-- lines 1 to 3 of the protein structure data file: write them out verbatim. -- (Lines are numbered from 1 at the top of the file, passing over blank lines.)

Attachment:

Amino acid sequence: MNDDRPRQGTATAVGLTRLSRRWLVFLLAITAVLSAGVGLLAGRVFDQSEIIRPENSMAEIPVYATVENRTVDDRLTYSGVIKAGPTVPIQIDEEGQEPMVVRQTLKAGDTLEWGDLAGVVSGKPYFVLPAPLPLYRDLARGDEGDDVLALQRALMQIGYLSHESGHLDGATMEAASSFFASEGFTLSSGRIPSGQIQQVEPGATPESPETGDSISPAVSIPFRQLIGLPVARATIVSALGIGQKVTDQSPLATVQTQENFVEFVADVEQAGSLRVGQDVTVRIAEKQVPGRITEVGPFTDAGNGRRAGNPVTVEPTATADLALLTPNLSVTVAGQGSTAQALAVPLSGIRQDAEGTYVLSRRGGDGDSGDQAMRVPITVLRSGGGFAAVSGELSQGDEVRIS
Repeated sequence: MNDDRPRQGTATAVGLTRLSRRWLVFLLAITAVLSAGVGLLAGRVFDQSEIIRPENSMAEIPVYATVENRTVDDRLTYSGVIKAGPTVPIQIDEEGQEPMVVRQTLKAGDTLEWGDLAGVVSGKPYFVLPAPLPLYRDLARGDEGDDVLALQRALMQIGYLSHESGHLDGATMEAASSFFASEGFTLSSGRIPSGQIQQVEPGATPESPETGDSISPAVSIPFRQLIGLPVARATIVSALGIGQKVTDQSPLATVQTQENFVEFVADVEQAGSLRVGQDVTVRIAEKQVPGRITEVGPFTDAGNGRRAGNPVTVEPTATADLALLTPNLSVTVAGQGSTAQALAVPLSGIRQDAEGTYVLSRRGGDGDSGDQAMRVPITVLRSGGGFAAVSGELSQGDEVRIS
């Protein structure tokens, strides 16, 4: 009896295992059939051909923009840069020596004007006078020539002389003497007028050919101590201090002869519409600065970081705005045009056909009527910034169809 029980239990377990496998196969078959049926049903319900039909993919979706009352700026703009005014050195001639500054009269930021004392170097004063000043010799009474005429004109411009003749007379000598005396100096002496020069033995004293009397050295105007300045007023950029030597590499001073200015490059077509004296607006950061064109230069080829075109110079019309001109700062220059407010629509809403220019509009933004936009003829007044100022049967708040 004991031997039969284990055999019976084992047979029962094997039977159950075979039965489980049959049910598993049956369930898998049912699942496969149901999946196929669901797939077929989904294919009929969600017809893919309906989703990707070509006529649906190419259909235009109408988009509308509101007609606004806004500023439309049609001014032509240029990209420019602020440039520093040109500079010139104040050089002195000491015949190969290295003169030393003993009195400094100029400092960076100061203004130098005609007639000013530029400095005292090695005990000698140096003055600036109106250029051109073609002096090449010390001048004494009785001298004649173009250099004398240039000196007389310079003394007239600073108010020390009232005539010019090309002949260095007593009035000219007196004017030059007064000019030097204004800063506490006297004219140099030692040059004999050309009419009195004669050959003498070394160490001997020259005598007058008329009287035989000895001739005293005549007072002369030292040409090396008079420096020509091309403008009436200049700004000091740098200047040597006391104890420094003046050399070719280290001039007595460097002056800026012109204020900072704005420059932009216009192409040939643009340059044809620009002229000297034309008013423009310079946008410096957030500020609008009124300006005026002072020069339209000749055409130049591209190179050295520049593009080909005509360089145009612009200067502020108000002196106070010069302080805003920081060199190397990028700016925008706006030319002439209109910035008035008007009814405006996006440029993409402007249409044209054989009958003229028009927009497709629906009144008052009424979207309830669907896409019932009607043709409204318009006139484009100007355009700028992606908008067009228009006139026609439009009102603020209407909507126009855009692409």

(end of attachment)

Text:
Amino acid sequence: MNDDRPRQGTATAVGLTRLSRRWLVFLLAITAVLSAGVGLLAGRVFDQSEIIRPENSMAEIPVYATVENRTVDDRLTYSGVIKAGPTVPIQIDEEGQEPMVVRQTLKAGDTLEWGDLAGVVSGKPYFVLPAPLPLYRDLARGDEGDDVLALQRALMQIGYLSHESGHLDGATMEAASSFFASEGFTLSSGRIPSGQIQQVEPGATPESPETGDSISPAVSIPFRQLIGLPVARATIVSALGIGQKVTDQSPLATVQTQENFVEFVADVEQAGSLRVGQDVTVRIAEKQVPGRITEVGPFTDAGNGRRAGNPVTVEPTATADLALLTPNLSVTVAGQGSTAQALAVPLSGIRQDAEGTYVLSRRGGDGDSGDQAMRVPITVLRSGGGFAAVSGELSQGDEVRIS
Repeated sequence: MNDDRPRQGTATAVGLTRLSRRWLVFLLAITAVLSAGVGLLAGRVFDQSEIIRPENSMAEIPVYATVENRTVDDRLTYSGVIKAGPTVPIQIDEEGQEPMVVRQTLKAGDTLEWGDLAGVVSGKPYFVLPAPLPLYRDLARGDEGDDVLALQRALMQIGYLSHESGHLDGATMEAASSFFASEGFTLSSGRIPSGQIQQVEPGATPESPETGDSISPAVSIPFRQLIGLPVARATIVSALGIGQKVTDQSPLATVQTQENFVEFVADVEQAGSLRVGQDVTVRIAEKQVPGRITEVGPFTDAGNGRRAGNPVTVEPTATADLALLTPNLSVTVAGQGSTAQALAVPLSGIRQDAEGTYVLSRRGGDGDSGDQAMRVPITVLRSGGGFAAVSGELSQGDEVRIS
């Protein structure tokens, strides 16, 4: 009896295992059939051909923009840069020596004007006078020539002389003497007028050919101590201090002869519409600065970081705005045009056909009527910034169809 029980239990377990496998196969078959049926049903319900039909993919979706009352700026703009005014050195001639500054009269930021004392170097004063000043010799009474005429004109411009003749007379000598005396100096002496020069033995004293009397050295105007300045007023950029030597590499001073200015490059077509004296607006950061064109230069080829075109110079019309001109700062220059407010629509809403220019509009933004936009003829007044100022049967708040 004991031997039969284990055999019976084992047979029962094997039977159950075979039965489980049959049910598993049956369930898998049912699942496969149901999946196929669901797939077929989904294919009929969600017809893919309906989703990707070509006529649906190419259909235009109408988009509308509101007609606004806004500023439309049609001014032509240029990209420019602020440039520093040109500079010139104040050089002195000491015949190969290295003169030393003993009195400094100029400092960076100061203004130098005609007639000013530029400095005292090695005990000698140096003055600036109106250029051109073609002096090449010390001048004494009785001298004649173009250099004398240039000196007389310079003394007239600073108010020390009232005539010019090309002949260095007593009035000219007196004017030059007064000019030097204004800063506490006297004219140099030692040059004999050309009419009195004669050959003498070394160490001997020259005598007058008329009287035989000895001739005293005549007072002369030292040409090396008079420096020509091309403008009436200049700004000091740098200047040597006391104890420094003046050399070719280290001039007595460097002056800026012109204020900072704005420059932009216009192409040939643009340059044809620009002229000297034309008013423009310079946008410096957030500020609008009124300006005026002072020069339209000749055409130049591209190179050295520049593009080909005509360089145009612009200067502020108000002196106070010069302080805003920081060199190397990028700016925008706006030319002439209109910035008035008007009814405006996006440029993409402007249409044209054989009958003229028009927009497709629906009144008052009424979207309830669907896409019932009607043709409204318009006139484009100007355009700028992606908008067009228009006139026609439009009102603020209407909507126009855009692409």